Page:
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October 27th 2013 print

Steve Kates

Only mug governments try to pick winners

Governments back projects because the private sector won't, which should tell you everything you need to know. Let's hope this doesn't come as news to Audit Commission chair Tony Shepherd

On Wednesday last week there was a small column on the editorial page of the AFR under the heading, “Sell Assets and Spend up Big”.

I wouldn’t normally have paid much attention except that it was by Tony Shepherd, who is about to head up the Commission of Audit. The headline is not a bad summary of the contents, which filled me with no end of worry. By the time I was through with reading it the worries had only grown. So let me do a bit of a review.

“Governments and business and community leaders are increasingly united in recognising the merits of selling publicly owned assets to unlock funding for badly needed new infrastructure.”

They may be united, but so what?  There’s plenty of unity on global warming as well. Here’s the problem which I will start with a question. How does the sale of assets translate into an addition to our resource base that allows us to undertake these projects? Looking separately at the financial side and the real resources side allows plenty of conceptual slippage. Sell Medibank and Medibank is still there and operating. What resources have now been freed up? The Government now has more money to spend, but has this sale increased the level of real national savings? I don’t see it, but am willing to be convinced. But what must be done is to demonstrate that wherever these resources come from they are not crowding out other even more urgently needed and value adding investments. Selling assets won’t ensure that in any way. Looking at the finance side ignores what really matters.

“Contributing to a rethinking of privatisation is the opportunity to draw on superannuation funds as an alternative source of infrastructure investment.”

What do you suppose those superannuation funds are doing right now? One thing is certain: they are not presently idle. They are not just sitting around doing nothing, waiting to be tapped by government. They are invested somewhere, in whatever places the various trustees have determined where the highest returns can be found. What will be different now? How will these funds become available to governments? What will happen to the projects that are currently being funded by superannuation? And if the government is in any way intending to divert these funds using some kind of guarantee or providing assurances that will appear to provide a more certain monetary return, we are going to see our resources being used less efficiently and our growth rates diminish. Infrastructure is not a magic word that guarantees the money spent will provide a positive return or that the resources be used productively. See the NBN for a reality check.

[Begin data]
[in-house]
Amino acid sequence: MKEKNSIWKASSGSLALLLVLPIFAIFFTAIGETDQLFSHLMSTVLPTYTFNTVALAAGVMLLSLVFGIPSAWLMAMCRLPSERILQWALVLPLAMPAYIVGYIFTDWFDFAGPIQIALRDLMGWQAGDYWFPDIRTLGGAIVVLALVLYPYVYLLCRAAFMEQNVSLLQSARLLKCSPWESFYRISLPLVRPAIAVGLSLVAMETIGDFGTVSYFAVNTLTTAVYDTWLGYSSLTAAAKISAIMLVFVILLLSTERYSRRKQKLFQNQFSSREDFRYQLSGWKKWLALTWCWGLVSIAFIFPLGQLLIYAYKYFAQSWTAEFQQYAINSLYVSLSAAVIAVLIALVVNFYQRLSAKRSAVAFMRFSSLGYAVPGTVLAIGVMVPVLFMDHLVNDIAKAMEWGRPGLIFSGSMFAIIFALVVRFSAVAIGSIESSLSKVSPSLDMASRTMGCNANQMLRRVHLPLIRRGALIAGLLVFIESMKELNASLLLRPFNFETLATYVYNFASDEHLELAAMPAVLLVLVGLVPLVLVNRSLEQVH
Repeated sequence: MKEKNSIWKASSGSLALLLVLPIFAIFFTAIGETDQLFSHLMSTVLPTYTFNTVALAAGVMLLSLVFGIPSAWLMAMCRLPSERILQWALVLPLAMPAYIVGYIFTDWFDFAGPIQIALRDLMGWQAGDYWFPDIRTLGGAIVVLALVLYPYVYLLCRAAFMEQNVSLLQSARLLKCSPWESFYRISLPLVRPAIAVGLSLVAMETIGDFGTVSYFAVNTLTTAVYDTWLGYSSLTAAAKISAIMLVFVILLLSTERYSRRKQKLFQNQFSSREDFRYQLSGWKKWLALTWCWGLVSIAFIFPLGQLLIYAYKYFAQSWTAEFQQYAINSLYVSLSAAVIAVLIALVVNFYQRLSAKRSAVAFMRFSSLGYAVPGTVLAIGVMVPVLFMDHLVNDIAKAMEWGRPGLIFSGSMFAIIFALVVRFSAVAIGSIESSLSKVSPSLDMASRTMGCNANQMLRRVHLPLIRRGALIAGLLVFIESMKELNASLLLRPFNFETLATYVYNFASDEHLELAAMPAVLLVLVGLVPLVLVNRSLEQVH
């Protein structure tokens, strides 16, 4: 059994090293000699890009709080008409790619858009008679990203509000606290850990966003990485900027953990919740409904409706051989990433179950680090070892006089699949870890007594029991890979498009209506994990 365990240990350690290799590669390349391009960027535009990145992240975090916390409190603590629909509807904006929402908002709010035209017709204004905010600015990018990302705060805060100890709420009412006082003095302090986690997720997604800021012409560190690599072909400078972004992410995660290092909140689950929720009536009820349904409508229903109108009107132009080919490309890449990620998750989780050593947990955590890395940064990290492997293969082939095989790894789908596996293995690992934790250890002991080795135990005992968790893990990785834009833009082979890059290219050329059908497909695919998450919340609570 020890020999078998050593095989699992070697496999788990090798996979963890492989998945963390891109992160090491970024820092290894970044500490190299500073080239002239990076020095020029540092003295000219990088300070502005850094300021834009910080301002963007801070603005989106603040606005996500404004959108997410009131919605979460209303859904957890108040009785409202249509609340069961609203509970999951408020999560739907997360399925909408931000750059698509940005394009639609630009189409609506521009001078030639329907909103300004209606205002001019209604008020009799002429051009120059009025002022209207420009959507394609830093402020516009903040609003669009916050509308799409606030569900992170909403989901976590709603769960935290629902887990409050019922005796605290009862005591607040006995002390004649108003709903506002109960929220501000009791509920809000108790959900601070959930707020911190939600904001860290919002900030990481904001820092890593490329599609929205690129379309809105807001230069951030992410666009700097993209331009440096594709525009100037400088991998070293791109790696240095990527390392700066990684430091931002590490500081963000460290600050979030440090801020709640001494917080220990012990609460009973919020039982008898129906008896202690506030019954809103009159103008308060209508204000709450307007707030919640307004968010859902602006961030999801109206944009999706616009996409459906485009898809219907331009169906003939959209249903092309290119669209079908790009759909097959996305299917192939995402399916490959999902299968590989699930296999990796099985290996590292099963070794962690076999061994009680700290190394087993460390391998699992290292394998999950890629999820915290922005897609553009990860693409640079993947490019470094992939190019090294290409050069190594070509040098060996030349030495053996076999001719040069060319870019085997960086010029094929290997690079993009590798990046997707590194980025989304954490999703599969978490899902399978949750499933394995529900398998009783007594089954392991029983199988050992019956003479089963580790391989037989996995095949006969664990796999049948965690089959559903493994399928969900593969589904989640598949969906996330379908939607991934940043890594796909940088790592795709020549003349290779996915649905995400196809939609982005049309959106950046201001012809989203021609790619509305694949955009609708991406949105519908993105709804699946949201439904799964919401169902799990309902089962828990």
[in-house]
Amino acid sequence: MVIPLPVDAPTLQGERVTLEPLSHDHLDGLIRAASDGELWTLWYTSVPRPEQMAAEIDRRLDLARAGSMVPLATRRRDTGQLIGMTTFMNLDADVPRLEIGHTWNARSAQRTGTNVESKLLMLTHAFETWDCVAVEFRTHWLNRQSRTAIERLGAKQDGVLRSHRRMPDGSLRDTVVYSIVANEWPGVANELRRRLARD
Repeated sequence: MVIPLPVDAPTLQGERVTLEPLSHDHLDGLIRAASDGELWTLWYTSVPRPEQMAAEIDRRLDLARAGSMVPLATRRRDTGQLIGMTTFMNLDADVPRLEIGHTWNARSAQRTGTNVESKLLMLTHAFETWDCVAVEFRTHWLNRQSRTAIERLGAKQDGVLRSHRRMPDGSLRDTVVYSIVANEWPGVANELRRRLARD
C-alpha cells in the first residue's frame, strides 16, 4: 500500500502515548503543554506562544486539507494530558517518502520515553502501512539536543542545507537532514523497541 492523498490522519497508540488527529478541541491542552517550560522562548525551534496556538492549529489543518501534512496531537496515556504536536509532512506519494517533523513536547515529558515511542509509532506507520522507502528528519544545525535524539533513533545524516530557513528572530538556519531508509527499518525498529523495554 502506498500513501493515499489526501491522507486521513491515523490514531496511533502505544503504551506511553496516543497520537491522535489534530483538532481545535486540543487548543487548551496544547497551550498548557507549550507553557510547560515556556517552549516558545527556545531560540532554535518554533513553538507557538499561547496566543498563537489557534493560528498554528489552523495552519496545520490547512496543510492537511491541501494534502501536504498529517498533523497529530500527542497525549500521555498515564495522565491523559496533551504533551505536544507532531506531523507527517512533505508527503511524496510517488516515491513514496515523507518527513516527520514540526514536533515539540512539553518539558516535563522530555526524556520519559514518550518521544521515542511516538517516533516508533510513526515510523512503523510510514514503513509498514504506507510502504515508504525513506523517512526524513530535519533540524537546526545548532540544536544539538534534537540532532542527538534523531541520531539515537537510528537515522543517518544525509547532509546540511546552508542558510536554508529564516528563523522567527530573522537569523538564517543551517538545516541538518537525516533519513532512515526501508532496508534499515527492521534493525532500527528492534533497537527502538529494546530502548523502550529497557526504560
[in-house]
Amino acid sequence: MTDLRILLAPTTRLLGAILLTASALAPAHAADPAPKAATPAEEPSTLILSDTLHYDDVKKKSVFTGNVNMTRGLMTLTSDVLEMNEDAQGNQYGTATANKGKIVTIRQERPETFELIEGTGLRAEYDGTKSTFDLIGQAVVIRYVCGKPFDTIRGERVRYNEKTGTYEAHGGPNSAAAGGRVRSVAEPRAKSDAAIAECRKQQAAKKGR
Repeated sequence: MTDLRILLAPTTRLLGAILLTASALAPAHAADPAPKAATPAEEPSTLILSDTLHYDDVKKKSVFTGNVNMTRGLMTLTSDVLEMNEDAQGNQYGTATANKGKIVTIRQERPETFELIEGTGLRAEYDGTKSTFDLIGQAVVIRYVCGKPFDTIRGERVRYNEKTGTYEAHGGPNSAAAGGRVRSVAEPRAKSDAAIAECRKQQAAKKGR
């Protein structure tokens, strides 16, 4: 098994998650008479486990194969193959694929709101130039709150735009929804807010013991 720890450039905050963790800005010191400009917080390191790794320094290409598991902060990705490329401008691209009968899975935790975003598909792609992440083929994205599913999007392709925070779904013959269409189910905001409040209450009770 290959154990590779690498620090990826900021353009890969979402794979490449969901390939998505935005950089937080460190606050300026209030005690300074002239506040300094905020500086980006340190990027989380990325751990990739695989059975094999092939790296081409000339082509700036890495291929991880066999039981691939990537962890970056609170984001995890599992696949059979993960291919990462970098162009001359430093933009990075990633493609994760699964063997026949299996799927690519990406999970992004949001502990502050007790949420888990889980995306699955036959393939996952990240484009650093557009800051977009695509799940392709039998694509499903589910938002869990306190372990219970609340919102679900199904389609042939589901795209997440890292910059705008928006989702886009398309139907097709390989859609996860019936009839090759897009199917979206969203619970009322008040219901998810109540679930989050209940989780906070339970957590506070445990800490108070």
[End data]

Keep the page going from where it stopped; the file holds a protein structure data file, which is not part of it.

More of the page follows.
“The private sector can shoulder the lion’s share but governments will continue to have a substantial funding role when it comes to non-commercial or social projects.”

There’s no doubt about that. If it’s destined to lose money no commercial enterprise will go near it. The one certain province for governments is to invest in loss-making projects. They do it all the time, but if it is loss-making then it is slowing the economy and lowering our living standards. There may be equity and other considerations, but do not confuse any of these with economic growth. This is four percent of GDP we are talking about, $760 billion and, as a proportion of our total level of investment, a far more significant number. Bad news to start wasting so much on government projects with no positive return.

“We should be seeing a virtuous circle where governments funds get good projects started and, once the asset is mature, it is then sold.”

Whatever shape this is, circular or otherwise, virtuous is not the word I would use. Governments have no ability at picking and choosing value-adding projects. Before starting on something new, give us the list of previous projects, over the past fifty years, let us say, where government money has built some kind of value-adding profitable investment. There is no history this side of the Snowy River Scheme which may well have been done by the private sector had it been given the opportunity. Governments should never be allowed to choose projects and where they do they should start by admitting that the project will never be profitable but is being done for some other reason. Governments should stick to national defence, road building and schools. Maybe a few hospitals. But the rest, they should leave alone. They have no history of getting it right and there is no reason to think this will change.

“Governments should be encouraging more private investment in green field projects by properly dealing with the problem of early market risk. There are ways to use the government balance sheet to do this.”

Danger, danger, danger! The way to deal with early market risk is to leave it to the market. It is the only way. Every business would love to have its risks covered by some kind of government bail-out guarantee. That is the certain way to end up with sub-optimal projects, misdirected investment, slower growth and lower living standards not to mention higher deficits and debt.

But in the end, Tony Shepherd’s perspective is only one man’s view, albeit that of the person who will chair the Commission of Audit. Hopefully, by the time he has come to the end of this process and released his report, he will see things in a different way.

Steve Kates teaches economics at RMIT University. His most recent book is Free Market Economics: an Introduction for the General Reader